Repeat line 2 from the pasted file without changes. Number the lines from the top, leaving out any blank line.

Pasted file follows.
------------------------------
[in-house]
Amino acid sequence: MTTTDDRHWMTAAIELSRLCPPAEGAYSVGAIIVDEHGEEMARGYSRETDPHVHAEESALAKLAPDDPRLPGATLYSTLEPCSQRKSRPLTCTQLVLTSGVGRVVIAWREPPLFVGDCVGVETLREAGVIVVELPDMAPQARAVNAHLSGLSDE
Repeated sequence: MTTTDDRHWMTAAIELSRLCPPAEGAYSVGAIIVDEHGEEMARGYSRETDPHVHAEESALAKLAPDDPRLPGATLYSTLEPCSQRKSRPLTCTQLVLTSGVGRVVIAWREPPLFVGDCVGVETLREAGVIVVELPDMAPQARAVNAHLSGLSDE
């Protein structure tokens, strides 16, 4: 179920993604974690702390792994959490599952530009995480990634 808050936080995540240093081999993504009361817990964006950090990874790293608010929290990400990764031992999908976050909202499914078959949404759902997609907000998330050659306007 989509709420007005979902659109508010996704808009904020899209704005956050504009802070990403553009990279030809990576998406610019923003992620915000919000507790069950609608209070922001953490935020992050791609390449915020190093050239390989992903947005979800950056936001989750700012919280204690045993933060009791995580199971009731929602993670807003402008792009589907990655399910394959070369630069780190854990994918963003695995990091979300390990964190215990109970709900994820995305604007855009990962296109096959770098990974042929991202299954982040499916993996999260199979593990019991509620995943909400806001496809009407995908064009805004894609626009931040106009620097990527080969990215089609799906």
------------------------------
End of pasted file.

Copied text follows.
Amino acid sequence: MTTTDDRHWMTAAIELSRLCPPAEGAYSVGAIIVDEHGEEMARGYSRETDPHVHAEESALAKLAPDDPRLPGATLYSTLEPCSQRKSRPLTCTQLVLTSGVGRVVIAWREPPLFVGDCVGVETLREAGVIVVELPDMAPQARAVNAHLSGLSDE